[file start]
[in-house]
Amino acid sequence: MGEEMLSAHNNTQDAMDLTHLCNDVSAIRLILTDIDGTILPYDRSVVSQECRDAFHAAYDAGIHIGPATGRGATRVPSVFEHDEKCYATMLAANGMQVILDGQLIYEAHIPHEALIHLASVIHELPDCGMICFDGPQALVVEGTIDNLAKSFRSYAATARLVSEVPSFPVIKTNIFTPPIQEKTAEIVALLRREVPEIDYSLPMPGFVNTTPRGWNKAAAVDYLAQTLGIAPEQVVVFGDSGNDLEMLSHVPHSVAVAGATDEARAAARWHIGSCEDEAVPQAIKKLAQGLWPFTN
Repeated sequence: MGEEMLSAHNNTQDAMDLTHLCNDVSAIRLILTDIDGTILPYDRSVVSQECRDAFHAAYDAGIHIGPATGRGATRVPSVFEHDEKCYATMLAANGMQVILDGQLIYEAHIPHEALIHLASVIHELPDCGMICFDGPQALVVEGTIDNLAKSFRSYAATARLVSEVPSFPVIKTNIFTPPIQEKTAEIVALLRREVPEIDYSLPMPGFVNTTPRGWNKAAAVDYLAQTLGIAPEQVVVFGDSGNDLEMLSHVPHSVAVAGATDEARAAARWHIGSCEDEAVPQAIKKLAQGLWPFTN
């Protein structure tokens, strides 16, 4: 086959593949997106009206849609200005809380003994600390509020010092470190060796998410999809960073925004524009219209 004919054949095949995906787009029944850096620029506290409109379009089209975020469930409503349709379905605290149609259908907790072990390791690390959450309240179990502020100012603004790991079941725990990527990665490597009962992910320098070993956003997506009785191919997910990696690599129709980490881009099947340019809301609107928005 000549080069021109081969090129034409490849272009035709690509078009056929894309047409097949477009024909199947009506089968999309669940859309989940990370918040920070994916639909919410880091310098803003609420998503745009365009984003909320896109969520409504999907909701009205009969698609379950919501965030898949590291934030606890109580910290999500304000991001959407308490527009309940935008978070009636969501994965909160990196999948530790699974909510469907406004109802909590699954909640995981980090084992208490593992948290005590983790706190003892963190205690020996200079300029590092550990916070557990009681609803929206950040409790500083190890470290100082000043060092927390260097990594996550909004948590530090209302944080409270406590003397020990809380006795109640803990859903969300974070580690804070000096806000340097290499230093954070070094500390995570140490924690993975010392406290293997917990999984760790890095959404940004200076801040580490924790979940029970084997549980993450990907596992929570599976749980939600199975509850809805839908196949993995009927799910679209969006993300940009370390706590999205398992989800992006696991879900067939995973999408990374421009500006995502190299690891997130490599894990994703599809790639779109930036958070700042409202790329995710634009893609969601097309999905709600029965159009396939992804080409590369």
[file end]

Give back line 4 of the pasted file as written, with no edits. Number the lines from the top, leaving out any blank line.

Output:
């Protein structure tokens, strides 16, 4: 086959593949997106009206849609200005809380003994600390509020010092470190060796998410999809960073925004524009219209 004919054949095949995906787009029944850096620029506290409109379009089209975020469930409503349709379905605290149609259908907790072990390791690390959450309240179990502020100012603004790991079941725990990527990665490597009962992910320098070993956003997506009785191919997910990696690599129709980490881009099947340019809301609107928005 000549080069021109081969090129034409490849272009035709690509078009056929894309047409097949477009024909199947009506089968999309669940859309989940990370918040920070994916639909919410880091310098803003609420998503745009365009984003909320896109969520409504999907909701009205009969698609379950919501965030898949590291934030606890109580910290999500304000991001959407308490527009309940935008978070009636969501994965909160990196999948530790699974909510469907406004109802909590699954909640995981980090084992208490593992948290005590983790706190003892963190205690020996200079300029590092550990916070557990009681609803929206950040409790500083190890470290100082000043060092927390260097990594996550909004948590530090209302944080409270406590003397020990809380006795109640803990859903969300974070580690804070000096806000340097290499230093954070070094500390995570140490924690993975010392406290293997917990999984760790890095959404940004200076801040580490924790979940029970084997549980993450990907596992929570599976749980939600199975509850809805839908196949993995009927799910679209969006993300940009370390706590999205398992989800992006696991879900067939995973999408990374421009500006995502190299690891997130490599894990994703599809790639779109930036958070700042409202790329995710634009893609969601097309999905709600029965159009396939992804080409590369």